City performing artists celebrate Jamaican life and 75 years since Windrush.
Two alumni and a student from Urdang at City, University of London had the honour of performing at the Jamaican High Commission’s celebration for the 61st anniversary of the island of Jamaica and 75th anniversary of Windrush.
Titled ‘Rebuilding Dreams: A Dance Tribute to the Windrush Generation’, the performance at Westminster Chapel depicted the trials, tribulations and triumphs of the Windrush generation upon arrival in the United Kingdom.
Nataleah Marshall (third-year Professional Dance and Musical Theatre BA), Trézel Sergeant (Urdang Academy, 2020) and Stanley Duventry-Huret (Urdang Academy, 2019) performed the piece, which was produced by David Blake, Director of Urdang, in collaboration with Neo Gordon, Lecturer Head of Commercial and Street Dance and Ainsley Ricketts, Urdang alumnus.
Nataleah said she was very proud to have been asked to perform with her family ties to Windrush.
“It was a great honour to be asked to participate in the Windrush Commemoration, having just finished working on the Urdang Summer Showcase,” she said.
“I was really happy to be selected, and knew how significant and amazing an experience it would be as my great grandparents were part of Windrush.
“When I finish my training, I would love to get the opportunity of a contract on a cruise or even dance for an artist on tour.”
Trézel graduated from Urdang three years ago and has continued to work with David Blake on a number of projects. Being of Jamaican descent, the chance to perform at this celebration was one he was keen to take.
“It was an honour to perform at this event and tell the story of my ancestors,” he said.
“My family has experienced many of the same things that were displayed in our performance. There would have been people separated from family, people who ended up creating new families, people who were scared and afraid of this new environment, and people who were excited to see what this new life could bring them.
“We really wanted to showcase how all these people pulled together to support each other during this time so that they could thrive.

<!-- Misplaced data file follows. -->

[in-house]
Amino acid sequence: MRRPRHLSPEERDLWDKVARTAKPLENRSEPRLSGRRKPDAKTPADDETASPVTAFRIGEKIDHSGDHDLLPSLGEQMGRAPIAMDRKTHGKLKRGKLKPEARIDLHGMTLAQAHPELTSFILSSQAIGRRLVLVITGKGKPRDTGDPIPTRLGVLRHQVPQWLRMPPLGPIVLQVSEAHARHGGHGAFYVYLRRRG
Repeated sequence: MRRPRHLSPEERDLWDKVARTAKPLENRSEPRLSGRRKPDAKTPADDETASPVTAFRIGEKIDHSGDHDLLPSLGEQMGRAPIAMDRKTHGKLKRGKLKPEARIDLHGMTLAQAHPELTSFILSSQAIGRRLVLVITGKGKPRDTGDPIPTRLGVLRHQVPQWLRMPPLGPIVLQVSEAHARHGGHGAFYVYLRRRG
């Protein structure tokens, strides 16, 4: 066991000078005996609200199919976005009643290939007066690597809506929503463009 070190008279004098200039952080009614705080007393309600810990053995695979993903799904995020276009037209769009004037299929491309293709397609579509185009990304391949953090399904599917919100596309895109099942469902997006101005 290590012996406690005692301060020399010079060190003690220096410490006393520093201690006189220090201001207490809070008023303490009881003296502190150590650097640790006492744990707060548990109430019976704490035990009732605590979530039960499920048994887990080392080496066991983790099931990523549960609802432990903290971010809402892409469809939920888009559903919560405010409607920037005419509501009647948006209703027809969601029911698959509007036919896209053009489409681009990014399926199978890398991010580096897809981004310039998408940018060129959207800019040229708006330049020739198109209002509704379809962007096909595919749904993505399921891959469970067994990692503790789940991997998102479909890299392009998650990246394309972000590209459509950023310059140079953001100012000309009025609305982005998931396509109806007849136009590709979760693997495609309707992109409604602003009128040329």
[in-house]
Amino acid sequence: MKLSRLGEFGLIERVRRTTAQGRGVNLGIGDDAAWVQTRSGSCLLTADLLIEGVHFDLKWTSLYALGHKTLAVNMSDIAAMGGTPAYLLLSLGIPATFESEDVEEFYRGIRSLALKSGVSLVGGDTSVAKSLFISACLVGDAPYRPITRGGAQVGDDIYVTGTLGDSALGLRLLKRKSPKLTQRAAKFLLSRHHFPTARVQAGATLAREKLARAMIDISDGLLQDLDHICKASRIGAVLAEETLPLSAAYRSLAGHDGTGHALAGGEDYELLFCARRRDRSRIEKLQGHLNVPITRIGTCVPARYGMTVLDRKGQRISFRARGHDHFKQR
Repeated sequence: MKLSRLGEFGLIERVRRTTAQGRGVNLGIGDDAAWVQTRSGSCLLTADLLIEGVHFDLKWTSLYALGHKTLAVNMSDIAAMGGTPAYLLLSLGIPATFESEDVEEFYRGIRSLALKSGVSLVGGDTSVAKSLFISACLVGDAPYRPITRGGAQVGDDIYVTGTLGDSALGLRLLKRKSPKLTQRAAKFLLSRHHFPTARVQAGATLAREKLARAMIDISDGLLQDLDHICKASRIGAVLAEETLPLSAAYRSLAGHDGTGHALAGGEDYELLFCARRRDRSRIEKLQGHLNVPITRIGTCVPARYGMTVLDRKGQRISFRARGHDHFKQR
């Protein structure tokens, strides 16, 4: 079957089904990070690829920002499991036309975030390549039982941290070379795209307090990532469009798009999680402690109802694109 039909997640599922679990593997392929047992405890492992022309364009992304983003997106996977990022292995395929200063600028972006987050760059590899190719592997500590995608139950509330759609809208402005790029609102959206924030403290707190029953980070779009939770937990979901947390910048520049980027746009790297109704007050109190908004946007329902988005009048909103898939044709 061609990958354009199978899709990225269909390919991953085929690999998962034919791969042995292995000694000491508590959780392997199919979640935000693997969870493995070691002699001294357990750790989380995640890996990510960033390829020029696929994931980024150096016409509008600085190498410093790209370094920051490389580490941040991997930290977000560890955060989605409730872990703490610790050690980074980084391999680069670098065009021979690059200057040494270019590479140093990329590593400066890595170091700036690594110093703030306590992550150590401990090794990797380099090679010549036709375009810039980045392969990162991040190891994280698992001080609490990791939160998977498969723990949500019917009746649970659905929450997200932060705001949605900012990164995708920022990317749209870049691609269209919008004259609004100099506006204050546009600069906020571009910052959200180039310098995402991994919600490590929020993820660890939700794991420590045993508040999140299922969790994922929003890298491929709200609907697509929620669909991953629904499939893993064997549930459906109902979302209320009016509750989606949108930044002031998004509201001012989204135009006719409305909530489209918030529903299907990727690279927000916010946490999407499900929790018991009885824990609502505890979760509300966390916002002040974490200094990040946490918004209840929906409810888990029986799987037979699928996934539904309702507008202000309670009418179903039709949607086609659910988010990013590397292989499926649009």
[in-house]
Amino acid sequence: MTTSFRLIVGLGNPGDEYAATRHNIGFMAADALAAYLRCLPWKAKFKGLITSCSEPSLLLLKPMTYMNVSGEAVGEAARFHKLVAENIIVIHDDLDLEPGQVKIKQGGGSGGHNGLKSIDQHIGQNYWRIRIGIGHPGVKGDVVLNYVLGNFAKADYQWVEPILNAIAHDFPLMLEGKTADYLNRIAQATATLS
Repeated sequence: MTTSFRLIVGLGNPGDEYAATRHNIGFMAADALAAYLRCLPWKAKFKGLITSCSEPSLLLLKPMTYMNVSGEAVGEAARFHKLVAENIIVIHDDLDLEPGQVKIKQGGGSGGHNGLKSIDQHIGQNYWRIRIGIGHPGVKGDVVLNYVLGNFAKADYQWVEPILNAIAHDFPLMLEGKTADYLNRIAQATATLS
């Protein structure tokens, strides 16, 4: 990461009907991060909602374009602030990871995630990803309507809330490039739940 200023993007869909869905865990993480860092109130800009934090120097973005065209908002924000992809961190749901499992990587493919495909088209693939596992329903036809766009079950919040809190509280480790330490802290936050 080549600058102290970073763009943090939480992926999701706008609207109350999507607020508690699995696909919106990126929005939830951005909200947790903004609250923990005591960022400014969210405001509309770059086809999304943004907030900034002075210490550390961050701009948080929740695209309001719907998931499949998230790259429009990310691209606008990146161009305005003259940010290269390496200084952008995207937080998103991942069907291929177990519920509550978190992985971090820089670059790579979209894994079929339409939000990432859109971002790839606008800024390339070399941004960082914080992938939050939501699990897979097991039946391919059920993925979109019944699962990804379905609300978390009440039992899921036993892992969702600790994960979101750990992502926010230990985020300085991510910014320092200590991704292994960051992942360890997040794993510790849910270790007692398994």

“As a student at Urdang, I was provided with amazing training opportunities and able to partake in many masterclasses led by external teachers who came in to give us an even wider scope of the industry.
“I really loved the variety of classes that we were able to experience as well as the high standard of training that we received. It has really helped my peers and I become well-rounded performers and find work in multiple avenues of the industry – while feeling ready and prepared to take on new challenges.”
David Blake said the performance highlighted the talents and reputation of Urdang students.
“In the space of just a few weeks, Nataleah, Trézel and Stanley have put together a high energy, professional performance.
“Nataleah was handpicked for the piece after her excellent performance in the Summer Showcase. Her talent and skills perfectly complemented the essence of the tribute, adding depth and grace to the choreography.
“Trézel is a seasoned collaborator who has worked on several projects with me and was invited due to his artistic sensibility and outstanding dedication. Stanley was recommended by Neo Gordon for his versatility and adaptability, which enhanced the overall dynamics of the performance. Together, the talented trio formed a cohesive unit with the other two dancers Annie Blomfield and Harley Charles from Blake Arts.
“Special thanks must also go to Neo and Ainsley, as well as Brenda Edwards MBE, former principle dancer with the English National Ballet who supported our creative process by providing comprehensive understanding of the historical context and significance of the Windrush generation.”
“The show exemplifies the reputation Urdang has for creating opportunities for our students and graduates in theatre, dance and performance.”
Bishop Rose Hudson-Wilkin, who officiated the service, added:
“The Liturgical Dance was one of the best that I have ever seen. The performances were terrific and the music accompanied it brilliantly as well.”
About Urdang at City, University of London
Urdang, previously known as Urdang Academy was acquired by City, University of London in 2022, as part of an ambitious new strategy to enhance and develop City’s reputation for music and its engagement with practice and the creative industries.
Urdang educates and trains students in Musical Theatre and Dance to become strong, disciplined, and confident performers. Boasting a modern outlook, dynamic atmosphere, and inspiring backdrop, Urdang is an energising and contemporary place to study.